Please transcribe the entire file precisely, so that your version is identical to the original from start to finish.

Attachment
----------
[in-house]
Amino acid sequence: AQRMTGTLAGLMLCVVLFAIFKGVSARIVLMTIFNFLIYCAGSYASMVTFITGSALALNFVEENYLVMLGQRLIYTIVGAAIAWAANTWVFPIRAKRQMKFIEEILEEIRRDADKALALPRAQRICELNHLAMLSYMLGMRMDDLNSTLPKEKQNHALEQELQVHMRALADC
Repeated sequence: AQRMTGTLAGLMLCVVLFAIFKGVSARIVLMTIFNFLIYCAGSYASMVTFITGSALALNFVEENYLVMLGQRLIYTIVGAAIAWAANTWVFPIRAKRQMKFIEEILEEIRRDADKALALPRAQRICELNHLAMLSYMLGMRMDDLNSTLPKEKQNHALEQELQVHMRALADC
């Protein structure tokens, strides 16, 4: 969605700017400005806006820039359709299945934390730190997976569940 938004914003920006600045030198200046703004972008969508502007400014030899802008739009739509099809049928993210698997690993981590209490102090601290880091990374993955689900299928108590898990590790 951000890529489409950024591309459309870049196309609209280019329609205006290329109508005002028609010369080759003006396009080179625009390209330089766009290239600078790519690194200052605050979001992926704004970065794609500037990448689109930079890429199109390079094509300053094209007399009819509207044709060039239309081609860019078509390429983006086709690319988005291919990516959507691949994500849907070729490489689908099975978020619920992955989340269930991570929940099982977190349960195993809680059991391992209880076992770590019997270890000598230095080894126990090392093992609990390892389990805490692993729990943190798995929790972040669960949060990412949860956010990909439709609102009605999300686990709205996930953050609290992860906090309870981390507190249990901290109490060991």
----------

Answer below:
[in-house]
Amino acid sequence: AQRMTGTLAGLMLCVVLFAIFKGVSARIVLMTIFNFLIYCAGSYASMVTFITGSALALNFVEENYLVMLGQRLIYTIVGAAIAWAANTWVFPIRAKRQMKFIEEILEEIRRDADKALALPRAQRICELNHLAMLSYMLGMRMDDLNSTLPKEKQNHALEQELQVHMRALADC
Repeated sequence: AQRMTGTLAGLMLCVVLFAIFKGVSARIVLMTIFNFLIYCAGSYASMVTFITGSALALNFVEENYLVMLGQRLIYTIVGAAIAWAANTWVFPIRAKRQMKFIEEILEEIRRDADKALALPRAQRICELNHLAMLSYMLGMRMDDLNSTLPKEKQNHALEQELQVHMRALADC
């Protein structure tokens, strides 16, 4: 969605700017400005806006820039359709299945934390730190997976569940 938004914003920006600045030198200046703004972008969508502007400014030899802008739009739509099809049928993210698997690993981590209490102090601290880091990374993955689900299928108590898990590790 951000890529489409950024591309459309870049196309609209280019329609205006290329109508005002028609010369080759003006396009080179625009390209330089766009290239600078790519690194200052605050979001992926704004970065794609500037990448689109930079890429199109390079094509300053094209007399009819509207044709060039239309081609860019078509390429983006086709690319988005291919990516959507691949994500849907070729490489689908099975978020619920992955989340269930991570929940099982977190349960195993809680059991391992209880076992770590019997270890000598230095080894126990090392093992609990390892389990805490692993729990943190798995929790972040669960949060990412949860956010990909439709609102009605999300686990709205996930953050609290992860906090309870981390507190249990901290109490060991």